Monday, August 28, 2006
Today the Times reported that new home buyers, usually much younger than Boomers, are continuing to demand more space. This time it was the National Association of Home Builders that weighed in with the stats, reporting that 39 percent of new homes built last year had four bedrooms compared to 23 percent in 1973. And that's in spite of the average size of an American family shrinking from 3.1 to 2.6 people.
I don't know about that "partial person" that always turns up in statistics, but a lot of the rest of us obviously think we need a very large amount of space to call home. And what do we do with that space? Fill it up with stuff. But isn't that the American dream? Work hard to acquire as much as you can so that you can enjoy your life? Well, maybe we need to take another look at how we define "enjoying" life. Is it working long hours to buy more and more stuff, or is it finding more time to spend with our family and friends, doing work that's meaningful to us, feeling like we're contributing to a better future for the planet?
Are we just filling up our spaces instead of filling up our lives?
© 2006 Cynthia Friedlob
Saturday, August 19, 2006
I’ve just been watching the wonderful program, "Broadway’s Lost Treasures," on my local Los Angeles PBS station, KCET. It’s fund-raising time, so the program was interrupted repeatedly by those pledge breaks that so many people hate. But why does it seem that the people who complain the loudest and longest about pledge breaks are the ones who never support their PBS station? I don’t often hear anyone complaining about the advertising on commercial television programs, though the program interruptions are equally as frequent, if not more so. And they are incessant; there’s not a long stretch of time when there’s no advertising at all, then a few weeks when various corporations pitch their goods for sale. Why are people so tolerant of commercials and so intolerant of pledge breaks?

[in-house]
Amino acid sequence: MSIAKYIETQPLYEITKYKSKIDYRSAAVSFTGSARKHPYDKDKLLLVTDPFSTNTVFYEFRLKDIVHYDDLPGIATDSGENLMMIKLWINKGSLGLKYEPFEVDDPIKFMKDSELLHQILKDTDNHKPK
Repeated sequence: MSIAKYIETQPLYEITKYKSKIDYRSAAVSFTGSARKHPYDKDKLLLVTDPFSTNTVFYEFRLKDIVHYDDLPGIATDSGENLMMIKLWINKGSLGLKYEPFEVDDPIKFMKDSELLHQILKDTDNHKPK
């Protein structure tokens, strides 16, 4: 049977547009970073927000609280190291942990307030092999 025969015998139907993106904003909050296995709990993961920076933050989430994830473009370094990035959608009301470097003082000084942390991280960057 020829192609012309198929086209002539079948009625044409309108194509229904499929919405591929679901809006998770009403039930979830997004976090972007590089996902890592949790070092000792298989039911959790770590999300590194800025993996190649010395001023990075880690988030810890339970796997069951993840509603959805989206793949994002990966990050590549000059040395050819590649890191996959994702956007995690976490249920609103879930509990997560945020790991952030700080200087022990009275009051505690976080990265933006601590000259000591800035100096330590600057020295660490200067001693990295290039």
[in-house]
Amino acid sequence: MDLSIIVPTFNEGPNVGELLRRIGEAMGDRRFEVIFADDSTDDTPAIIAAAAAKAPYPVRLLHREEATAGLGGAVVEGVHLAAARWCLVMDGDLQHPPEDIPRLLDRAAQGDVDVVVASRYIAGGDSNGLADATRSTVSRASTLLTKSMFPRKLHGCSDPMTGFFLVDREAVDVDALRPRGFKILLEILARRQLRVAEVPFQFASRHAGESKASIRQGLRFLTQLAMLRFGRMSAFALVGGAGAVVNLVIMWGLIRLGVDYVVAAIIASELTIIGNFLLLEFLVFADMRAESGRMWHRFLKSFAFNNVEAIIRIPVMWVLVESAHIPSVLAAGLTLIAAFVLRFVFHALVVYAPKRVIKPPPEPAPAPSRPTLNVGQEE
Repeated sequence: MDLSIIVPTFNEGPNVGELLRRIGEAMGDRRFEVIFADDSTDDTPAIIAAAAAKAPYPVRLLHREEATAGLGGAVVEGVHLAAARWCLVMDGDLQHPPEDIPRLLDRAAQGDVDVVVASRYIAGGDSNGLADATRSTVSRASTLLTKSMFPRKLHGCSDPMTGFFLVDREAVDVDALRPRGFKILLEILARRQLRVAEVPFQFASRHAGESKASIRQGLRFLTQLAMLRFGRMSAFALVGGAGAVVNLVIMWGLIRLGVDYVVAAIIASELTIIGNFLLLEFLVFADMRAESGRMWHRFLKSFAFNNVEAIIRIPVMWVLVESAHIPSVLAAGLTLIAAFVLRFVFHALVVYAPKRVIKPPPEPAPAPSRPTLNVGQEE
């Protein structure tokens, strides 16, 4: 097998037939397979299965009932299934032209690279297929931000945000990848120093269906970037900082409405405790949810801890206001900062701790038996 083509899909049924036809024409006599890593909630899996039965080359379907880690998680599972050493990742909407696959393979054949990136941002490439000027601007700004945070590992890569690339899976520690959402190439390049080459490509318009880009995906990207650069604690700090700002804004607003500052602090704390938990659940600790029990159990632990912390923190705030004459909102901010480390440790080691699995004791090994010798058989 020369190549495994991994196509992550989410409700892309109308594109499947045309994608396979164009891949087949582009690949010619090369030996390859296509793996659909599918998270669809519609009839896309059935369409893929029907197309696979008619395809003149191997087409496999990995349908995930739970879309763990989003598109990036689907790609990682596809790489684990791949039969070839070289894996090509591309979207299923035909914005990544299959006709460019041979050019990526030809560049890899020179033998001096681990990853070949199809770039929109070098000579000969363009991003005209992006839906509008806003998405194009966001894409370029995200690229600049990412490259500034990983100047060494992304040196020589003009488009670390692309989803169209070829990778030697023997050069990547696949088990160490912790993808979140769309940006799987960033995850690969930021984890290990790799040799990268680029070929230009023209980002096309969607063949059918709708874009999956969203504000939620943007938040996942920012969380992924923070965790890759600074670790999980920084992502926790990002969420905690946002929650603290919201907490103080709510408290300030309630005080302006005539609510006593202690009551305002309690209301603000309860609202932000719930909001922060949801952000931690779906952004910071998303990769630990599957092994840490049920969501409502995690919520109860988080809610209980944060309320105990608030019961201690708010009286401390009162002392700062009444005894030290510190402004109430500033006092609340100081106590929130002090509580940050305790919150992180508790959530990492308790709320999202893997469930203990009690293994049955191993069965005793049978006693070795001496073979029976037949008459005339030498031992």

I have a theory. I think we subconsciously actually believe that we need all those products that are advertised on commercial television. Even if we don’t need the exact product, we need the information about it so that we can gauge our position in society. Are we thin enough? Maybe all those low fat products will make the difference. Better make a note to try some of them. Are we cool enough? If we shop at one of those cool stores and buy their cool products, that ought to help. Most often the question is, are we rich enough? Do we have the money to buy that fancy car or go on that fabulous cruise or get some of that "stuff?" If not, we have something we can aspire to, knowing in our hearts that if we just get that car or take that trip or own that stuff, we’ll be happy.
Meanwhile, public television pleads for a few bucks to put on fabulous, varied programs about the arts, science, nature, and thoughtful documentaries and discussions that we would never have the opportunity to see elsewhere. I spent quite a few years working in the television business and still know many people who are actively a part of it, so I’m speaking from some experience when I say that the constraints of commercial television are palpable. Needless to say, I was horrified a few years back when PBS was forced to accept a tiny bit of advertising just to stay solvent.
And that brings me to another part of my theory. Americans are generous when responding to tragedies or emergencies, but we seem far less willing to support something we take for granted and don’t "need" – especially the arts, and PBS falls into that large, often vaguely defined societal category of "the arts."
If there were no public television, would we suffer in the same way we do when there’s a natural disaster or even a stock market crash? Would the country grind to a halt? No, but we all would be impoverished significantly by the loss. Exposure to what public television offers helps bring out the best of our human nature, our desire to understand our world, our search for beauty. We would suffer in less tangible ways and we might not notice the effects immediately, but the scope of the tragedy would be just as significant in the long term.